Mark Amery considers the potential of re-presenting collected artwork in our private galleries in a visit to Wellington gallery The Young.
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An artwork made the hairs stand up on end somewhere on my body this week. I was at a private collection show in the charming gallery The Young, set in an old wood paneled Victorian home, up on Wellington’s Mount Victoria.
The work in question was the late Don Driver’s ‘Natural Product’ from 1992. The work has the material static electrical charge of hair. A brush broom made of natural materials, possibly of Pacific Island origin hangs on a piece of rough hessian sacking - as reminiscent in this context of 1970s gallery cladding as of agriculture. Driver works like this are bristly, almost spikey in their visceral effect. They ask you to mentally pick up an implement and consider new thought actions with the collaged items.
It took a while to realise that my reaction was deep seated. I had seen and been struck by the work in a different time of my life and a different context, more than 15 years ago. It was the opening exhibition of the One Eye Gallery in Paekakariki run by painter Gary Freemantle. Then the work spoke to the character of a rough historic old factory, now swept clean as an art and community space. It was at a time when I was finding a community myself to belong to in my now home village, 30 minutes north of Wellington on the Kapiti Coast. Getting grounded, Driver’s work reminded me.
Strong artwork has this ongoing currency, taking on new meaning for people over the years as its context changes, but returning us to our memories. This is something the exhibition LIKE at The Young, an ever-changing presentation of work from private collections speaks to. In a character-filled space itself in Wellington the work responds also to a charged new space.
We have not been strong in New Zealand of late of representing our art history in different ways. While the job of private galleries is principally that of presenting artists’ new work, our public galleries I would argue have become increasingly shy of exploring new ways to present artists and work that are of the recent past. We forget too soon. In the impulse to show the latest and most interesting new practice, whole swathes of artists of excellence get squeezed out of attention. Even the diversity of the work of some our most well known artists get forgotten in the desire to show big iconic works. Art history becomes tamed.
Where is all that artwork in all its unruly creative diversity? It remains treasured, scattered in private collections, bought from private galleries where a fuller range of artists work gets show. The Young director Carey Young gives the example of Patrick Pound. Long resident in Melbourne this interesting New Zealand artist had stronger profile here in the 1990s, represented by Hamish McKay, with too few public gallery outings here. He is one of many where you question how they might fit into a telling of our art story. At the same time, as Carey points out artists like Pound and Driver are of interest to a whole new generation of artists whose interests go wider than the tidied version of our past.
Young has previously shown Don Driver with young artist Ed Bats, who shares an interest in the potency of abstract collaging industrial and building materials. There’s a ripper of a Batts work here, with an ooze of expandable foam sealant dripping out of it. It currently hangs above the fireplace in The Young kitchen. Nearby, quietly in a kitchen corner above the bench is a Peter Peryer work of a hanging meatworks carcass. I saw it last but a few months ago in a pre-eminent place in the reopening exhibition of New Plymouth’s the Govett Brewster. Carey recounts a visitor, on seeing Driver’s ‘Natural Material’ with the word Tomoana stamped on the sack, stopping to talk at length about his experience as a teenager working at the Tomoana meat processing plant meatworks. The word created “a jolt back into his memory bank, a place he said he hadn't thought about for a long time.”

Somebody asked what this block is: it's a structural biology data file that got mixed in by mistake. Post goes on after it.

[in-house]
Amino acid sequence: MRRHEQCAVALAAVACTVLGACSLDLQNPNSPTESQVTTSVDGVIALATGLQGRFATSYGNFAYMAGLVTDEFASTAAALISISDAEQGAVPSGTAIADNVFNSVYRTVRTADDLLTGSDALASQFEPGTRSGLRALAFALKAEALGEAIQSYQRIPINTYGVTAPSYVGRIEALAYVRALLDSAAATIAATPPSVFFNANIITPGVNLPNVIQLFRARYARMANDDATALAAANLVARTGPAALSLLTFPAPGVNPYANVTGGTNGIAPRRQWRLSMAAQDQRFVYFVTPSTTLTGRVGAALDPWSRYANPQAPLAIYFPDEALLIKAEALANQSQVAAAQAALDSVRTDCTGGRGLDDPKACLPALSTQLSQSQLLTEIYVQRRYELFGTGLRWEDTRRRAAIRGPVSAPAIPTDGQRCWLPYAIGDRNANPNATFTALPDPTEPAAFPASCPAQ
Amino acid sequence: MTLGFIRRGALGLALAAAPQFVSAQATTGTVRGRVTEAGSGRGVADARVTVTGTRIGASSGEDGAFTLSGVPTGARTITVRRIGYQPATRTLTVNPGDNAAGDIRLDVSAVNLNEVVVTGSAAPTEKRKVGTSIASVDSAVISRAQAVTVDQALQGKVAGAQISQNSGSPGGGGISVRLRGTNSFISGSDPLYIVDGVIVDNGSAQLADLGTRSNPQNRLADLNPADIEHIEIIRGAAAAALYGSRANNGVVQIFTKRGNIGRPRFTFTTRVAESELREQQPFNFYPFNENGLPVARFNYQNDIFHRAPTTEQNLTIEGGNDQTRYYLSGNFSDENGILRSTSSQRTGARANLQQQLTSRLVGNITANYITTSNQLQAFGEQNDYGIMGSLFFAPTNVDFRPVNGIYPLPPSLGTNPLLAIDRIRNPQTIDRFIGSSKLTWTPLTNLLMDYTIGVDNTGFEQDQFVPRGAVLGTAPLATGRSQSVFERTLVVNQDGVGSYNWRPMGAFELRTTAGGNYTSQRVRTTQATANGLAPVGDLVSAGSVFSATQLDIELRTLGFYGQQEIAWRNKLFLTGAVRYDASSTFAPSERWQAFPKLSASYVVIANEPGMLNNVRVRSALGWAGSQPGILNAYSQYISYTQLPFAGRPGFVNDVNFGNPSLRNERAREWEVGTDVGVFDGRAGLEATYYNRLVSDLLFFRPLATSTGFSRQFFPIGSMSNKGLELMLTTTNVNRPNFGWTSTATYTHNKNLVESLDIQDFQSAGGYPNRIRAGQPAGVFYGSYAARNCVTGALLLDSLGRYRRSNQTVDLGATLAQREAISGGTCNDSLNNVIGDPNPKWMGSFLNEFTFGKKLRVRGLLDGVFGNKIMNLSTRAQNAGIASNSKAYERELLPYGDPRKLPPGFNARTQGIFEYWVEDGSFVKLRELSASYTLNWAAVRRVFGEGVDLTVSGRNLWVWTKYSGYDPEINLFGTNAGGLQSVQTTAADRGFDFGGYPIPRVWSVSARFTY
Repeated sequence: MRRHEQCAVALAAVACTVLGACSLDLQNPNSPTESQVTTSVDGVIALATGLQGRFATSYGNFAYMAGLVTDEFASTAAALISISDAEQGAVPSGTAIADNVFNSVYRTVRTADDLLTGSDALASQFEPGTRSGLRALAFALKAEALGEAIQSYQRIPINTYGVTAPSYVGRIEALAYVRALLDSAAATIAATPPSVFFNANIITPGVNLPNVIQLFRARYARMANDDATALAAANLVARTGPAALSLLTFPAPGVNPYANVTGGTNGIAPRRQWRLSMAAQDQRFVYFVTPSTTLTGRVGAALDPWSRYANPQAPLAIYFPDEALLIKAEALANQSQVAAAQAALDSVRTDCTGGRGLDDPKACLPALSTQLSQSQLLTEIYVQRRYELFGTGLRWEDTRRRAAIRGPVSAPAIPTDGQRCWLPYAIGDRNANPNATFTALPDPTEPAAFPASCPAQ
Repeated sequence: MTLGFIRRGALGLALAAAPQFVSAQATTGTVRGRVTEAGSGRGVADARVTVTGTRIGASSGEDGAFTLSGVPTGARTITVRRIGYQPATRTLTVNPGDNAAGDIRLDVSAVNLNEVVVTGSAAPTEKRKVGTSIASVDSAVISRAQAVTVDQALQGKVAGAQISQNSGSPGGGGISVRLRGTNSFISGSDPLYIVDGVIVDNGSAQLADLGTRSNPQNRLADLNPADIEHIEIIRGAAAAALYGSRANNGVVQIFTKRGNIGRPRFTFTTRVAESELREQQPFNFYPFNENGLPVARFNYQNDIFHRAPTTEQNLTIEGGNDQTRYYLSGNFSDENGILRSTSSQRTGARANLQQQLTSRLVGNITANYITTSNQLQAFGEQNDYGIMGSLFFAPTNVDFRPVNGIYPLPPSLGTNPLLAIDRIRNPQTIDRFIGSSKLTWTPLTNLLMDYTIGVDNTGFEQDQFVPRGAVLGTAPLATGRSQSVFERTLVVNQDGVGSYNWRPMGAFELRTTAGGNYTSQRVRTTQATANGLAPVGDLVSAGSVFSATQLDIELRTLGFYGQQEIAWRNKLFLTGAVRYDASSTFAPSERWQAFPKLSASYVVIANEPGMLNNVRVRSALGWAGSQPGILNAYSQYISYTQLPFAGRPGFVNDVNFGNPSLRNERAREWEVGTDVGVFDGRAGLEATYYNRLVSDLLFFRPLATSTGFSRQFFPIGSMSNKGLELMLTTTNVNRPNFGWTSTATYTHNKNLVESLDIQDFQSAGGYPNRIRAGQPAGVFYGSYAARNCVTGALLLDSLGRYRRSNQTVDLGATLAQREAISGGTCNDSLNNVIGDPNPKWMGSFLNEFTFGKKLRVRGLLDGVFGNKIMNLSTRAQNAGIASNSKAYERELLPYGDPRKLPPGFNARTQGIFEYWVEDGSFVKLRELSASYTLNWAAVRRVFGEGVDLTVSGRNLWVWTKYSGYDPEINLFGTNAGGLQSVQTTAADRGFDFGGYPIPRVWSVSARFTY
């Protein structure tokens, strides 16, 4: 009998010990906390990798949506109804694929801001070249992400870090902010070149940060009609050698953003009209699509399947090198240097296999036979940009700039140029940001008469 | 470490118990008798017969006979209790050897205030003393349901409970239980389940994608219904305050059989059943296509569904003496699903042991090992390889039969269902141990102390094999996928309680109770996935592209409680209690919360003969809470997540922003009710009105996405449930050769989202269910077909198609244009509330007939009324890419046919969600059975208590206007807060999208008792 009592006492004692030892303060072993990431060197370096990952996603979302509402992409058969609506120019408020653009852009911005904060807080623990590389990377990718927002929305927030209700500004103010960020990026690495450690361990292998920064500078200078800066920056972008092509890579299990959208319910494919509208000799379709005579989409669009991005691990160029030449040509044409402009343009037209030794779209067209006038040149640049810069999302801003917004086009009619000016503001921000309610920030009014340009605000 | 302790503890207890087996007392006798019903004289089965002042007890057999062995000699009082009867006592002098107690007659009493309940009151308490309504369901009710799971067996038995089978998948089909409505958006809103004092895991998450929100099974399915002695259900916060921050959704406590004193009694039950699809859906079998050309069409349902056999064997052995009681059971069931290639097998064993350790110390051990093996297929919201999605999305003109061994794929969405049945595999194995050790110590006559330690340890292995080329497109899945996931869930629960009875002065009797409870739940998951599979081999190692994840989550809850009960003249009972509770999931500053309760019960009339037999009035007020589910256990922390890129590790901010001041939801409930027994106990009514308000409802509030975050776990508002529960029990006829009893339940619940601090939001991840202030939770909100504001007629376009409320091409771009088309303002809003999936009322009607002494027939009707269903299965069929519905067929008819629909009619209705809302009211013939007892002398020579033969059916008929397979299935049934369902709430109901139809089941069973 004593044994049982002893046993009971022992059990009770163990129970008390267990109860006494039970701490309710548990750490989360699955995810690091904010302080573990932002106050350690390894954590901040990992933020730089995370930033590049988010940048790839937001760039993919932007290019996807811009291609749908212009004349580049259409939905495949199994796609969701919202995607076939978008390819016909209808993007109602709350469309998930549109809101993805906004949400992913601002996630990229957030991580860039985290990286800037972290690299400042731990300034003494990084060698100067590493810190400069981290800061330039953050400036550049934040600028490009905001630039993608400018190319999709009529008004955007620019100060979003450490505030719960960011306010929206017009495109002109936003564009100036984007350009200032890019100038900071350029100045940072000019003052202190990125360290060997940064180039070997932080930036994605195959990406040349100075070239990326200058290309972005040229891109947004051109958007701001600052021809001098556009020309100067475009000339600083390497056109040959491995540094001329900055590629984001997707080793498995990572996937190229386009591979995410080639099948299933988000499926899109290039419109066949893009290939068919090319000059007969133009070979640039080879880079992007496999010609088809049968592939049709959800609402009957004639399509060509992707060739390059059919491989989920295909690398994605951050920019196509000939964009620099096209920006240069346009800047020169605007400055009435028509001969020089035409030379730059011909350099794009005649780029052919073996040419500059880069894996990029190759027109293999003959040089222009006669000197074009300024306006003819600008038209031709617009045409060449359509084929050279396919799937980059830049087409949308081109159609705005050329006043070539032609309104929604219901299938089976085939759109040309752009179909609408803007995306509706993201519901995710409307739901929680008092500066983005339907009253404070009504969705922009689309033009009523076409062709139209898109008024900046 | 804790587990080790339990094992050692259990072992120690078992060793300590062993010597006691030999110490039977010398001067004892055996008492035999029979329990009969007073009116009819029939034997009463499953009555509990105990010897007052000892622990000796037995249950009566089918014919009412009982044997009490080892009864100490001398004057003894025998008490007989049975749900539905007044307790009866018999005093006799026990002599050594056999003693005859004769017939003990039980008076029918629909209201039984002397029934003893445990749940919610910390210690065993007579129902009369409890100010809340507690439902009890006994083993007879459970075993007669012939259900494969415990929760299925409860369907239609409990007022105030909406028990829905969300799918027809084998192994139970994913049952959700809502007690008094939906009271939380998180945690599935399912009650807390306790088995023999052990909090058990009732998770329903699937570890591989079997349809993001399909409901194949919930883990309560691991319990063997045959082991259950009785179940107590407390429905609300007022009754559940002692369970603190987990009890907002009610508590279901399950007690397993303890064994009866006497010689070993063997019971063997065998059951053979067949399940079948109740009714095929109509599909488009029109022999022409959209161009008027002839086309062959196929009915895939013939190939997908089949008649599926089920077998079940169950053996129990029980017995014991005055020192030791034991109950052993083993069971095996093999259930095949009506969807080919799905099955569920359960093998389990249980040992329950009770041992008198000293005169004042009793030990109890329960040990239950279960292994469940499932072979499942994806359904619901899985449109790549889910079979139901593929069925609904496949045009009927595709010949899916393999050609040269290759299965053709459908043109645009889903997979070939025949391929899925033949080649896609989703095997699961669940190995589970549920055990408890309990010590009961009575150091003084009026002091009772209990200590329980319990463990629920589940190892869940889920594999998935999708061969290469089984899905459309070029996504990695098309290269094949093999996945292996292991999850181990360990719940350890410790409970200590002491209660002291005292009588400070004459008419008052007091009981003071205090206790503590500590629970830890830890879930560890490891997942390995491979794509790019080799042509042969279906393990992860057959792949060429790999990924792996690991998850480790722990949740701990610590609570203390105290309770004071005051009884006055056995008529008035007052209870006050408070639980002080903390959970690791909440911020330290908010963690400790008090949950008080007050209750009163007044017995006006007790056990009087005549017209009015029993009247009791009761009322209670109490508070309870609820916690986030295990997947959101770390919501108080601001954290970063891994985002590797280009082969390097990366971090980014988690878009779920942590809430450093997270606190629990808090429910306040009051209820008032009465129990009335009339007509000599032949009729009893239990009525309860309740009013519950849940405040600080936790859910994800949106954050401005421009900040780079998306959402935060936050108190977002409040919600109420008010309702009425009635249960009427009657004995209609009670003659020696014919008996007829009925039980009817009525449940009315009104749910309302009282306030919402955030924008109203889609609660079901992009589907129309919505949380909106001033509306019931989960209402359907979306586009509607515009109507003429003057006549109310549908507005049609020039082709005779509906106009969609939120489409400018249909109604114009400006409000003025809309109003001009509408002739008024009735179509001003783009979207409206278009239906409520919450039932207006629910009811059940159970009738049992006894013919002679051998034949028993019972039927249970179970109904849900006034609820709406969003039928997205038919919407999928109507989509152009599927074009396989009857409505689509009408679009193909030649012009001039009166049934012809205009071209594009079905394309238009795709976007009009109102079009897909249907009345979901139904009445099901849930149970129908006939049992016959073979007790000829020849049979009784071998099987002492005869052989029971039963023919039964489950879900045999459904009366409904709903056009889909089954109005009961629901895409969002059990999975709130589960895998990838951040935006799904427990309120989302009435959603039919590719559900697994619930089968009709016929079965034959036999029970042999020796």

LIKE is drawn from the collections of five different women, a curious fact given I didn’t detect in the exhibition anything particularly feminine. Indeed the show when I see it is dominated by the work of men, sometimes with a prankster wit or rough materiality that speaks more of the masculine. In the main dining room (‘the Oak Room’) on the table, amongst other curios, sits Ronnie Van Hout’s ‘Snake’, a small turd made from modelling material with the head of the artist peeping out. Above the fireplace is a 2005 Work by Simon Denny, quite unlike what he is producing now. It is like a Barbara Hepworth or other modernist maquette with cubist inspirations, yet again made from roughly cut cheap building materials. Now it hangs politely but Carey remembers fondly how it hung originally, shambolically on a line.
Indeed LIKE is packed full of less familiar but excellent work by leading artists. A wee work from Billy Apple’s Youthline fundraiser series, where the price of each edition of the work related to the cost for the organisation of a new call centre operator, a brilliant mid 1980 Marie Shannon, ‘Indoor Fireworks’. A small, exquisite 1990 Auckland Islands Bill Hammond work. His iconic birds are absent, the work reveling in rippling pattern, but there’s a dark potency I find missing from anything I’ve seen him present for a while.
These works tell stories and have stories, amplified for being presented together in a building that has its own. I imagine a series of exhibition in houses, each collection as deliciously idiosyncratic as this in reflecting both the house owner and a selection of a collectors’ tastes. Let us hope the private gallery model continues to shift into new dynamic modes as galleries like The Young suggest it can.
LIKE: Works from Private Collections, The Young, Wellington, until 14 November